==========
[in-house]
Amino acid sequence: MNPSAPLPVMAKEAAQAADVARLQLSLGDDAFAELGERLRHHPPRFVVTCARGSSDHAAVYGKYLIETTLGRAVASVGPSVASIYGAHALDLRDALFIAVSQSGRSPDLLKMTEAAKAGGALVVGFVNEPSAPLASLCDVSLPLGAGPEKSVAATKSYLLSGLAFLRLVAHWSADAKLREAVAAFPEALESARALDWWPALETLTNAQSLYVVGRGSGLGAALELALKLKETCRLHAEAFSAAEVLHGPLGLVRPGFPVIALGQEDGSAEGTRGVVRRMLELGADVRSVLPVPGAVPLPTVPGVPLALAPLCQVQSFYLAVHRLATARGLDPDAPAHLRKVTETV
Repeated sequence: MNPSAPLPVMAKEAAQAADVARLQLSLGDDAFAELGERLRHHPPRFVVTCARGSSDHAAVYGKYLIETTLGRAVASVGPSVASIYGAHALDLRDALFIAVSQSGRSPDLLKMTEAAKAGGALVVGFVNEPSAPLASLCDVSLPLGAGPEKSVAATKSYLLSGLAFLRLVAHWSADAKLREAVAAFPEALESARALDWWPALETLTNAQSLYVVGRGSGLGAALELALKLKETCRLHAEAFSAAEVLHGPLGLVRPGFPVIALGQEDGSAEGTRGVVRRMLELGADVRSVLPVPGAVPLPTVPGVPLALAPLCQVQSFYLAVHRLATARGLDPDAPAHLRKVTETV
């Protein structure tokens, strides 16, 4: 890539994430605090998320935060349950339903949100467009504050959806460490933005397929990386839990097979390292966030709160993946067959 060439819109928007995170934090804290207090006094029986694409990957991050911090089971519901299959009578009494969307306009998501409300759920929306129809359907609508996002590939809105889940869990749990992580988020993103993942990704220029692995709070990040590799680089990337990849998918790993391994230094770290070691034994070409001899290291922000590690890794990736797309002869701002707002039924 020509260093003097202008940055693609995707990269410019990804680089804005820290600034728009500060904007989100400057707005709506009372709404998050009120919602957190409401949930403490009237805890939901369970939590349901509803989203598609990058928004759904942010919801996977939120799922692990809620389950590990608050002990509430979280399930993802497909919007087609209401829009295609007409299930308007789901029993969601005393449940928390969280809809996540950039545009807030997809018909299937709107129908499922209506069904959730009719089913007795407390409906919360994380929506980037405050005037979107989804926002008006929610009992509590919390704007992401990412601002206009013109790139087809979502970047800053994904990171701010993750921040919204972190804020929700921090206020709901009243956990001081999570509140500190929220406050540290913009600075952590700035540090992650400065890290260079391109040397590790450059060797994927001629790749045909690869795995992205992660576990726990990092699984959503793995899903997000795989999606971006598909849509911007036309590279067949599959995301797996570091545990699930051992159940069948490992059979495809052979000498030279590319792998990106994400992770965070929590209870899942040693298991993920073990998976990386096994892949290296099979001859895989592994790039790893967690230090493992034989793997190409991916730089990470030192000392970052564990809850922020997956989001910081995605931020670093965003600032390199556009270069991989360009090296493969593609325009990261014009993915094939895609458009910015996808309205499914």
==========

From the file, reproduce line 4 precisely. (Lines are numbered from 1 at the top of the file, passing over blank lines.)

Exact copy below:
């Protein structure tokens, strides 16, 4: 890539994430605090998320935060349950339903949100467009504050959806460490933005397929990386839990097979390292966030709160993946067959 060439819109928007995170934090804290207090006094029986694409990957991050911090089971519901299959009578009494969307306009998501409300759920929306129809359907609508996002590939809105889940869990749990992580988020993103993942990704220029692995709070990040590799680089990337990849998918790993391994230094770290070691034994070409001899290291922000590690890794990736797309002869701002707002039924 020509260093003097202008940055693609995707990269410019990804680089804005820290600034728009500060904007989100400057707005709506009372709404998050009120919602957190409401949930403490009237805890939901369970939590349901509803989203598609990058928004759904942010919801996977939120799922692990809620389950590990608050002990509430979280399930993802497909919007087609209401829009295609007409299930308007789901029993969601005393449940928390969280809809996540950039545009807030997809018909299937709107129908499922209506069904959730009719089913007795407390409906919360994380929506980037405050005037979107989804926002008006929610009992509590919390704007992401990412601002206009013109790139087809979502970047800053994904990171701010993750921040919204972190804020929700921090206020709901009243956990001081999570509140500190929220406050540290913009600075952590700035540090992650400065890290260079391109040397590790450059060797994927001629790749045909690869795995992205992660576990726990990092699984959503793995899903997000795989999606971006598909849509911007036309590279067949599959995301797996570091545990699930051992159940069948490992059979495809052979000498030279590319792998990106994400992770965070929590209870899942040693298991993920073990998976990386096994892949290296099979001859895989592994790039790893967690230090493992034989793997190409991916730089990470030192000392970052564990809850922020997956989001910081995605931020670093965003600032390199556009270069991989360009090296493969593609325009990261014009993915094939895609458009910015996808309205499914």